Polls close in East Timor's presidential election

People queue up to give their vote during the presidential election at a polling station in Dili, East Timor, on Monday. (AP photo)

DILI, EAST TIMOR - Voting has concluded in East Timor's fourth presidential election Monday, with the president of a leftist party, Francisco Guterres, widely regarded as the frontrunner.

Guterres, of the leftist Revolutionary Front for an Independent East Timor Party, or Fretilin, is standing along with seven other candidates. His main rival is the Democratic Party's Antonio da Conceicao, who currently holds two ministerial positions in the country's Cabinet.

Upon casting his ballot at one of the country's 941 polling stations, Guterres told reporters he is confident of victory.

"I will win the election. There will be no second round," he said.

Separately, Conceicao voiced willingness to accept the result whatever it may be, saying, "I hand it over to the people to decide."

"Today, we will determine our nation's fate for the next five years, in which people are voting for change," he added.

Popularly known as Lu Olo, Guterres, 62, stood unsuccessfully in the two previous presidential elections in 2007 and 2012.

He is a charismatic, well-respected politician who spent the years from 1974 to 1999 as a guerrilla rebel fighting against Indonesia's rule over the tiny Southeast Asian country.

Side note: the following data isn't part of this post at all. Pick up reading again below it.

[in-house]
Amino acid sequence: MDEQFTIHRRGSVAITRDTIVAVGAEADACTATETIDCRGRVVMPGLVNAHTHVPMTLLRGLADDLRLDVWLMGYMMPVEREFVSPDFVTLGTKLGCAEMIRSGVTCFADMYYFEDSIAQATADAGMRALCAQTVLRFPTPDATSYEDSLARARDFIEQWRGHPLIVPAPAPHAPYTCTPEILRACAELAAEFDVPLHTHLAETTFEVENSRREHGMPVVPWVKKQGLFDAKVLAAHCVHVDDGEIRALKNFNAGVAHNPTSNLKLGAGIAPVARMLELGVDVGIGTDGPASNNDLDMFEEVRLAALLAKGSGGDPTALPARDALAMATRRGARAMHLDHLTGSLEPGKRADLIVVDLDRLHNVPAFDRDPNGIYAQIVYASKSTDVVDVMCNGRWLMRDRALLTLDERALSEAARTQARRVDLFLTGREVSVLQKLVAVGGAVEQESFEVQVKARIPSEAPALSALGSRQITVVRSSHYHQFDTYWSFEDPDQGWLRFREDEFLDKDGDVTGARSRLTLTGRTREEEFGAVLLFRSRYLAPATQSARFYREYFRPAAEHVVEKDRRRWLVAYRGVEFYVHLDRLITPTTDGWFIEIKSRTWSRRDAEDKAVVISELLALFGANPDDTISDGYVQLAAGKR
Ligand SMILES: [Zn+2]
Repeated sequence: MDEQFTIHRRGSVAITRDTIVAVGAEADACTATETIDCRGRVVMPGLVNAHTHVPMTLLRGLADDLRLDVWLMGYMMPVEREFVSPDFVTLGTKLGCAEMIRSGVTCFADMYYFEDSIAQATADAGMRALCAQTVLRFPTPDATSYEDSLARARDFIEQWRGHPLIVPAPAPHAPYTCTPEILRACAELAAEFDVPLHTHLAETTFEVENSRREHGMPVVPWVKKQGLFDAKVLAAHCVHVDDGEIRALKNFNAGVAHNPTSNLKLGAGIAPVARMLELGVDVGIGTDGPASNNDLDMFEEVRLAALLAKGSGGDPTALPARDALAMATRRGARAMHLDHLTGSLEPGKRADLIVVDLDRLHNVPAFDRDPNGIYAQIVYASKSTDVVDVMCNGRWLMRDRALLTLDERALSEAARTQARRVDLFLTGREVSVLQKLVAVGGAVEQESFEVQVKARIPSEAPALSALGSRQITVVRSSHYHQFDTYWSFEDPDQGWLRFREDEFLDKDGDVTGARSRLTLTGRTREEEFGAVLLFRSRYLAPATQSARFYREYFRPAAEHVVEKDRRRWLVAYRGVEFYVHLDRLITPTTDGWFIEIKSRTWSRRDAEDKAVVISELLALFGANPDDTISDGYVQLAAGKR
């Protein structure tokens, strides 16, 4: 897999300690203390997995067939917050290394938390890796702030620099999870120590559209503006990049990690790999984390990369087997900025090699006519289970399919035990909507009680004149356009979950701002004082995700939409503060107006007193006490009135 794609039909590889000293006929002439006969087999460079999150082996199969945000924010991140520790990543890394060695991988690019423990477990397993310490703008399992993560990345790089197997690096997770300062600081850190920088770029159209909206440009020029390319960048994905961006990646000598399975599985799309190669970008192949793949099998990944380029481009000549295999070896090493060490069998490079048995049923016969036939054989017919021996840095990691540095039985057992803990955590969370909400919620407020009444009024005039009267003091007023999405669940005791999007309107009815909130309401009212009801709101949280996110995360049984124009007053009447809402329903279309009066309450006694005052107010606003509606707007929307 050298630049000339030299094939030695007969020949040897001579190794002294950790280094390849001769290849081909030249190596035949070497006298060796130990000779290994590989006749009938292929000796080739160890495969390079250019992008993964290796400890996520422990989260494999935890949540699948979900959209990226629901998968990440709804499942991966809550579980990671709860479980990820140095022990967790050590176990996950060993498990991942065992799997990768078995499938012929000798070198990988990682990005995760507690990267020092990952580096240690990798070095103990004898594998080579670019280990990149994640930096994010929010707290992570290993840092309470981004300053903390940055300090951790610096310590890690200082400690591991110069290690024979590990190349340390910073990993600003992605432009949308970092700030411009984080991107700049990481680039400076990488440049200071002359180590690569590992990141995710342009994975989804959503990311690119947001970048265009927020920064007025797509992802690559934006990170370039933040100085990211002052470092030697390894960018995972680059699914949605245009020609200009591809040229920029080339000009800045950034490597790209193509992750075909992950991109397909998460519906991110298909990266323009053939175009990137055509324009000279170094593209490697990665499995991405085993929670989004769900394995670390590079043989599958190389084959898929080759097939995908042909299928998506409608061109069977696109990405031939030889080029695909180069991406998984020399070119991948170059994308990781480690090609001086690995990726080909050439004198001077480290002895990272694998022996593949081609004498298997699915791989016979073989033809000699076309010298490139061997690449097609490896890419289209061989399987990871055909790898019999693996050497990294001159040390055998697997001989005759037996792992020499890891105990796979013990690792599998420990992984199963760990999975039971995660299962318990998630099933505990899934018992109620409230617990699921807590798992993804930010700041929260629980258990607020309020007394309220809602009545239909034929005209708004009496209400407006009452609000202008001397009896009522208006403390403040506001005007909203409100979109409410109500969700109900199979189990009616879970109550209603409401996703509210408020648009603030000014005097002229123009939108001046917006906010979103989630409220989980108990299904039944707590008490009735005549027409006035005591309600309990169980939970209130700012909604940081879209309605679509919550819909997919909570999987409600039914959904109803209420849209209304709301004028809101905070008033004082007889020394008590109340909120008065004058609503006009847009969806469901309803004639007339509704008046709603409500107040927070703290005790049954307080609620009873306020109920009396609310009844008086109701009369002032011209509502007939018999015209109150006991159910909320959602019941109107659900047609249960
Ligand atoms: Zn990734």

He was studying law at Dili University in the East Timorese capital in 2002 when he was named speaker of parliament, a position he held until 2007.

Da Conceicao, 52, currently serves as East Timor's minister of state, coordinator of social affairs and education minister. After trailing Guterres early in the campaign, his prospects improved when two new minor parties threw their support behind him.

During Indonesia's occupation, da Conceicao, secretary general of the Democratic Party, was one of the leaders of the National Resistance of East Timorese Students.

There are some 748,500 eligible voters in East Timor, Australia, and Portugal.

The newly elected president will replace President Taur Matan Ruak, whose term in office will end on May 20. He is seeking to become the country's next prime minister.

According to the constitution, the president is elected by an absolute majority vote to serve a five-year term. If no candidate obtains a majority in the first-round election, a runoff is held between the two candidates with the highest votes in the first round.

East Timor separated from Indonesia in 2002 following a 1999 referendum in which the East Timorese overwhelmingly voted for independence.

Back to top